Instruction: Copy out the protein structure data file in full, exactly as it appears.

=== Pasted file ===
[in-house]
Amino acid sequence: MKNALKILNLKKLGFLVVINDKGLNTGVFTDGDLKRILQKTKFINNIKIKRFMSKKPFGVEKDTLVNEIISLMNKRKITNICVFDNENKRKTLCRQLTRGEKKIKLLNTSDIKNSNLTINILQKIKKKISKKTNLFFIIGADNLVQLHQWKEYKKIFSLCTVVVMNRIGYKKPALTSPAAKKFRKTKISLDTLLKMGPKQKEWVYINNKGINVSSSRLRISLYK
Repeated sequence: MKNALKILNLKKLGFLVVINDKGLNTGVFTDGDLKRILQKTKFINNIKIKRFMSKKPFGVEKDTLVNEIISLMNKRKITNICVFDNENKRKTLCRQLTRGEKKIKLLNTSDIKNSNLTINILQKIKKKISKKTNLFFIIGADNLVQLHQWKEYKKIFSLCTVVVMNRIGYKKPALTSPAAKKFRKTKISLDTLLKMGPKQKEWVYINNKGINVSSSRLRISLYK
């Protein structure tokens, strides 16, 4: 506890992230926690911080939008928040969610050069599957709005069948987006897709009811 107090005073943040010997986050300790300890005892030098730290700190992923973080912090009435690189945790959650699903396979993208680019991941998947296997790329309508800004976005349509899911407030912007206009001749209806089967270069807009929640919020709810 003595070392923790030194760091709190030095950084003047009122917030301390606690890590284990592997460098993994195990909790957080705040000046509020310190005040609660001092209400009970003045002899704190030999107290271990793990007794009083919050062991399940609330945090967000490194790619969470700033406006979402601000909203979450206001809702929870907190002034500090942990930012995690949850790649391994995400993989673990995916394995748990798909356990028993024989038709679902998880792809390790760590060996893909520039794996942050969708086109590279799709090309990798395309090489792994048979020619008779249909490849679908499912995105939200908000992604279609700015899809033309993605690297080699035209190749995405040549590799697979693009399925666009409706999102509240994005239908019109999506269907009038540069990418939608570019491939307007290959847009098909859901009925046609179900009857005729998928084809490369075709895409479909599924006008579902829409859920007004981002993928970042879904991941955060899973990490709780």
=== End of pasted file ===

[in-house]
Amino acid sequence: MKNALKILNLKKLGFLVVINDKGLNTGVFTDGDLKRILQKTKFINNIKIKRFMSKKPFGVEKDTLVNEIISLMNKRKITNICVFDNENKRKTLCRQLTRGEKKIKLLNTSDIKNSNLTINILQKIKKKISKKTNLFFIIGADNLVQLHQWKEYKKIFSLCTVVVMNRIGYKKPALTSPAAKKFRKTKISLDTLLKMGPKQKEWVYINNKGINVSSSRLRISLYK
Repeated sequence: MKNALKILNLKKLGFLVVINDKGLNTGVFTDGDLKRILQKTKFINNIKIKRFMSKKPFGVEKDTLVNEIISLMNKRKITNICVFDNENKRKTLCRQLTRGEKKIKLLNTSDIKNSNLTINILQKIKKKISKKTNLFFIIGADNLVQLHQWKEYKKIFSLCTVVVMNRIGYKKPALTSPAAKKFRKTKISLDTLLKMGPKQKEWVYINNKGINVSSSRLRISLYK
């Protein structure tokens, strides 16, 4: 506890992230926690911080939008928040969610050069599957709005069948987006897709009811 107090005073943040010997986050300790300890005892030098730290700190992923973080912090009435690189945790959650699903396979993208680019991941998947296997790329309508800004976005349509899911407030912007206009001749209806089967270069807009929640919020709810 003595070392923790030194760091709190030095950084003047009122917030301390606690890590284990592997460098993994195990909790957080705040000046509020310190005040609660001092209400009970003045002899704190030999107290271990793990007794009083919050062991399940609330945090967000490194790619969470700033406006979402601000909203979450206001809702929870907190002034500090942990930012995690949850790649391994995400993989673990995916394995748990798909356990028993024989038709679902998880792809390790760590060996893909520039794996942050969708086109590279799709090309990798395309090489792994048979020619008779249909490849679908499912995105939200908000992604279609700015899809033309993605690297080699035209190749995405040549590799697979693009399925666009409706999102509240994005239908019109999506269907009038540069990418939608570019491939307007290959847009098909859901009925046609179900009857005729998928084809490369075709895409479909599924006008579902829409859920007004981002993928970042879904991941955060899973990490709780």